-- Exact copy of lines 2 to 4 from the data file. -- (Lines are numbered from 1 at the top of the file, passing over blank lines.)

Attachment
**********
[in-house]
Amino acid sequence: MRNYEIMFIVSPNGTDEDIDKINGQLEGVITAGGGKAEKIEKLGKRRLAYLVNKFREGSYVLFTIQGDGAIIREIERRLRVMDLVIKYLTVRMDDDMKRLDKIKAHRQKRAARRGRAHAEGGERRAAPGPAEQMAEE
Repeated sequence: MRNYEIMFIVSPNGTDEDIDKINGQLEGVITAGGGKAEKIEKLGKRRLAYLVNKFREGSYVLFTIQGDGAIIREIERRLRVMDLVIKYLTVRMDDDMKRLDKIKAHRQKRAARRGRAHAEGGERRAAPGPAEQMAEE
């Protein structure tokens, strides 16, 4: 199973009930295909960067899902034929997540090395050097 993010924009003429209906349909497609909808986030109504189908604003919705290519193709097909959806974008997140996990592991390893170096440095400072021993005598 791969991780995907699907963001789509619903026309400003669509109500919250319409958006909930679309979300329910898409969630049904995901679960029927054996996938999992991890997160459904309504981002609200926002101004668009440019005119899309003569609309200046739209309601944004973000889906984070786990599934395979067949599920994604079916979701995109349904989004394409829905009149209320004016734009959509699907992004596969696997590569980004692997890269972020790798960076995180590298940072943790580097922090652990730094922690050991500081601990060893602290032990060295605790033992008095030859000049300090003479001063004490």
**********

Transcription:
Amino acid sequence: MRNYEIMFIVSPNGTDEDIDKINGQLEGVITAGGGKAEKIEKLGKRRLAYLVNKFREGSYVLFTIQGDGAIIREIERRLRVMDLVIKYLTVRMDDDMKRLDKIKAHRQKRAARRGRAHAEGGERRAAPGPAEQMAEE
Repeated sequence: MRNYEIMFIVSPNGTDEDIDKINGQLEGVITAGGGKAEKIEKLGKRRLAYLVNKFREGSYVLFTIQGDGAIIREIERRLRVMDLVIKYLTVRMDDDMKRLDKIKAHRQKRAARRGRAHAEGGERRAAPGPAEQMAEE
């Protein structure tokens, strides 16, 4: 199973009930295909960067899902034929997540090395050097 993010924009003429209906349909497609909808986030109504189908604003919705290519193709097909959806974008997140996990592991390893170096440095400072021993005598 791969991780995907699907963001789509619903026309400003669509109500919250319409958006909930679309979300329910898409969630049904995901679960029927054996996938999992991890997160459904309504981002609200926002101004668009440019005119899309003569609309200046739209309601944004973000889906984070786990599934395979067949599920994604079916979701995109349904989004394409829905009149209320004016734009959509699907992004596969696997590569980004692997890269972020790798960076995180590298940072943790580097922090652990730094922690050991500081601990060893602290032990060295605790033992008095030859000049300090003479001063004490």